The NS Interview: David Starkey, historian

“From one queen to another. Oh, I’ve written my own headline”

Why spend a career buried in royal history?
I remember friends saying, "Why don't you do something important, like the history of the Soviet Union?" Now, I tend to wave at them, in their little ex-polytechnics, from my large car.

Has William helped rejuvenate the monarchy?
It's not just the boys. The sight of Charles and Camilla as an old married couple is rather sweet: like Darby and Joan. And there has been the collapse of confidence in the political class.

Will Britain ever be a republic?
The likely scenario if we get rid of the House of Windsor is Tony and Cherie as president and presidentess - at which point the most thoroughgoing republican becomes a diehard monarchy supporter.

Isn't the sentimentality that surrounds the monarchy grotesque?
All governments do this. Look at the nonsense in America, getting worked up over flags. It's pretty safe to devote all this to a sweet old lady who's got no power. Although she's not terribly sweet. She's a tough old boot.

How would you tell your life story?
From one queen to another. Oh, I've written my own headline. It's not exactly rags to riches but there's a strong element of that. I've had at least three separate careers: an academic who didn't quite make it, an all-purpose media tart and then a reinvention as Britain's best-loved TV historian.

People see you as an ogre. Does it bother you?
It's quite useful, really. I simply have to say "Good morning" to somebody and they'll say, "Oh, he's the nicest man we've ever met."

Was Jamie's Dream School a flawed concept?
Yes, the fundamental idea was silly. You come up with these marvellous teachers and the boys and girls say, "Ooh, learning!" and turn into Cambridge physicists. Oddly enough, that didn't happen. Jamie is a very nice man but an abstract idea has never crossed his brain.

What impelled you to do well at school?
My mother was determined to achieve through me what she'd never been able to achieve herself.

What did she think of your trajectory?
She was appalled. She died in 1997, having conveyed her horror about my getting involved in television. That I was gay and told her also deeply damaged our relationship.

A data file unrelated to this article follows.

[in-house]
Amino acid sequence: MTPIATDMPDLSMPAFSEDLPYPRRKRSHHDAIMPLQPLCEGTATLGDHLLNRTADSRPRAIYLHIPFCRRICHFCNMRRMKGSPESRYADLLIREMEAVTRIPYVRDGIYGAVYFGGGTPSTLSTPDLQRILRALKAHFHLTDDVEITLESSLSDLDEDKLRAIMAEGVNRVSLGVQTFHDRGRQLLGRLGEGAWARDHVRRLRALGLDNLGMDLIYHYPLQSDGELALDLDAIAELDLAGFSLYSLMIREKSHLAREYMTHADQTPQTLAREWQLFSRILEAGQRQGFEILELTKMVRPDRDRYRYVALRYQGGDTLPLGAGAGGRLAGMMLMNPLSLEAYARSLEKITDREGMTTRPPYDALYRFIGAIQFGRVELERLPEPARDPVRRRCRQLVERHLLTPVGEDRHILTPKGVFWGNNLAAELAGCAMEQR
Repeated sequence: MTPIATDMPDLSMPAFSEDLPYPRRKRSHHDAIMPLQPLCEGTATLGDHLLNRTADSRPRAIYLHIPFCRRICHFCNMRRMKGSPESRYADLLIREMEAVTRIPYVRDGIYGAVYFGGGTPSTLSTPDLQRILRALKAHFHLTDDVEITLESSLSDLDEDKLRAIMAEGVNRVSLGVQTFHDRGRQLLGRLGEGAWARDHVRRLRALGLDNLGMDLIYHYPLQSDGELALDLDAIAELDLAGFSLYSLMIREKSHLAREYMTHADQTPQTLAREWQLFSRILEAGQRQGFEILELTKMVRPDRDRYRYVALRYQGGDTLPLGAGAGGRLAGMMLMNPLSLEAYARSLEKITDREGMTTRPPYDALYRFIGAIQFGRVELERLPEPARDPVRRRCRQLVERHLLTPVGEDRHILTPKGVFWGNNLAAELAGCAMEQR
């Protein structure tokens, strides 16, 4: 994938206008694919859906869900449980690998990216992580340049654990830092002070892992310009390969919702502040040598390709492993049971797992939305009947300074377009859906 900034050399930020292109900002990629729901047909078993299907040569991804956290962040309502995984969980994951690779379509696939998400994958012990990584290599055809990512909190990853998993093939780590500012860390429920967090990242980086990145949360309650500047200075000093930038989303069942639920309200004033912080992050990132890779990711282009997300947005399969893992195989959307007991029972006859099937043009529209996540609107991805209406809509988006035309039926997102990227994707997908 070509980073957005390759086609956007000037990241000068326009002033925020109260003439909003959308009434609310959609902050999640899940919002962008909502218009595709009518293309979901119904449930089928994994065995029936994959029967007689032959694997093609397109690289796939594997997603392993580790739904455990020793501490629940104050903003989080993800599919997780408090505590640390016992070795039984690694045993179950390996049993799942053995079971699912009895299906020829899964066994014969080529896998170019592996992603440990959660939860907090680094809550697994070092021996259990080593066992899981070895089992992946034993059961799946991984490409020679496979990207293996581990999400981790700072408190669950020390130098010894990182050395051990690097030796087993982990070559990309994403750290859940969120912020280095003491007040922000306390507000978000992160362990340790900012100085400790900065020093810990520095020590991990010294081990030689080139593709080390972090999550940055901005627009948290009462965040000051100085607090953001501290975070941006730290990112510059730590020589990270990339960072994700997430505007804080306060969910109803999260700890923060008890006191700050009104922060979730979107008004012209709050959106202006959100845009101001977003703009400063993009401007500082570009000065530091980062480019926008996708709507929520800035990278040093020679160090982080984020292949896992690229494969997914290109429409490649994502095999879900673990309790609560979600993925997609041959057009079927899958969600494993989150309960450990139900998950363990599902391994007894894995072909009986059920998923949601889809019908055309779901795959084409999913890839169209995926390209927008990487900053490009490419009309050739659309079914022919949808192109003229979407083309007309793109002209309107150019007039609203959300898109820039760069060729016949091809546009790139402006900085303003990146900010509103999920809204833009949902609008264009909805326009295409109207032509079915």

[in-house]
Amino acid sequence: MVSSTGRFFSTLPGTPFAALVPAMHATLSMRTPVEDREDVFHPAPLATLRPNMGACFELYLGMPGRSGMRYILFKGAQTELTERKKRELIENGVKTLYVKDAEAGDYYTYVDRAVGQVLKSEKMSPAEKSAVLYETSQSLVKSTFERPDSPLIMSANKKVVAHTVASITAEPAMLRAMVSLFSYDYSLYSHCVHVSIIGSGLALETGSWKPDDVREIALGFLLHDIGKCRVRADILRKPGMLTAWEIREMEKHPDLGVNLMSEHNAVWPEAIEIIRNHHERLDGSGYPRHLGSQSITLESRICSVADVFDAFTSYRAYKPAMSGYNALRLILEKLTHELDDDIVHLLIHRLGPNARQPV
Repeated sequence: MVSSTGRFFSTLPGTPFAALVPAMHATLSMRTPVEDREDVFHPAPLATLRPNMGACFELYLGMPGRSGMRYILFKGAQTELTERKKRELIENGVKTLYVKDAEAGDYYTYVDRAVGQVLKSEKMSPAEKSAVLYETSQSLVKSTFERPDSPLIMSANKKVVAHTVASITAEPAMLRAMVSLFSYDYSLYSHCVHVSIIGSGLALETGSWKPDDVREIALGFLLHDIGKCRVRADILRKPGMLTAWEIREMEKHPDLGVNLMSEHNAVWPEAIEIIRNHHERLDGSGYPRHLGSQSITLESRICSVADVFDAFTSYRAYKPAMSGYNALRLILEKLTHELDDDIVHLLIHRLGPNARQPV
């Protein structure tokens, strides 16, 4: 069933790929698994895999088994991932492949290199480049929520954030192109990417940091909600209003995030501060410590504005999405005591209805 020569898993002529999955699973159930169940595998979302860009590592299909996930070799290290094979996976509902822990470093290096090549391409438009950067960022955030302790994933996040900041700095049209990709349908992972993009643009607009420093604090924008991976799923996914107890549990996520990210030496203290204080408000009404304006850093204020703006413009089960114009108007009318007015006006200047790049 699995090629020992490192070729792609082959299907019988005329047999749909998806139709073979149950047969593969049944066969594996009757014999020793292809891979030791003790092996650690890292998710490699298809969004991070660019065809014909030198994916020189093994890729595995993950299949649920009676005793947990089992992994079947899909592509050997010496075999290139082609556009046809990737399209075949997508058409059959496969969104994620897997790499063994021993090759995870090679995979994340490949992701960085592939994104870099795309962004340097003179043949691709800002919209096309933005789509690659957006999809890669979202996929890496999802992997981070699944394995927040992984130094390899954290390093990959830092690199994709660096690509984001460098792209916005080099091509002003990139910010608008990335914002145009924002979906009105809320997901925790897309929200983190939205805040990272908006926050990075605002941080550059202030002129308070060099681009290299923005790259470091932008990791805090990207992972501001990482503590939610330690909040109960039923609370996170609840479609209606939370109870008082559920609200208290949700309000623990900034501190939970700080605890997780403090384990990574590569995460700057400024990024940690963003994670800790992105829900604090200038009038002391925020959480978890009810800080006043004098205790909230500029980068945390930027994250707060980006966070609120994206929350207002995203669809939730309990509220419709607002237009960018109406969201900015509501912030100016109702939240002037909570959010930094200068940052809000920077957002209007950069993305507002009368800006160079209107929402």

Are you in a serious relationship now?
Yes . . . I never thought that would happen. I always used to be a great propagandist for promiscuity.

What are you most proud of?
What I have always enjoyed doing is going against the grain. And I have found that one of the easiest ways to do that is if you wear a good suit and talk with received pronunciation.

Do you not care what people think of you?
You have to develop a thick skin if you're born fairly disabled and are obviously gay.

What's your view of the coalition?
My problem with the government is that it looks to an ex-adman such as Steve Hilton to be its intellectual guru. It's slogan politics.

Has it misled people over the cuts?
There's a contempt, a notion that people are too stupid to face the truth. And David Willetts on universities has been a catastrophe. The way fees have been introduced as [the coalition] savaged the teaching budget is a disaster.

Has the government asked you for advice?
Oh, God, no. I'm too difficult. Gove was a rather inadequate substitute on The Moral Maze, a chinless wonder. I have encountered Osborne only on Question Time, where he was an appalling performer. Politicians have no courage.

You have been critical of Britain's tendency to be sentimental. But do you ever feel that way?
I'm typically English. I'm very sentimental about dogs and quite sentimental about horses. I couldn't give a damn about any other animal - I eat them with impunity.

Do you vote?
Yes. I was radical Labour until I began to shift in my Cambridge days. The first time I voted Tory was for Edward Heath, in 1970. But the first time that I was a convinced Tory was 1979.

Was there a plan?
I have always been - the word "opportunistic" sounds harsh - willing to jump. But the whole of my television career happened by accident.

Is there anything you regret?
Oh, yes - I should have written more earlier. Coming to London in the immediate aftermath of gay lib and before Aids was bliss, but you waste endless time. There are decades of my life you could summarise with an epigram.

Are we all doomed?
No. I'm convinced of human ingenuity.

Defining moments

1945 Born in Kendal, Westmorland
1964 Graduates from Fitzwilliam College, Cambridge, with a BA in history
1972 Begins teaching at the London School of Economics; stays until 1998
1990 Becomes a regular panellist on BBC Radio 4's The Moral Maze
2004 Broadcasts first of four history series called Monarchy on Channel 4 TV
2011 Again for Channel 4, makes Kate and William, broadcast on 27 and 30 April

Sophie Elmhirst is features editor of the New Statesman

This article first appeared in the 02 May 2011 issue of the New Statesman, The Firm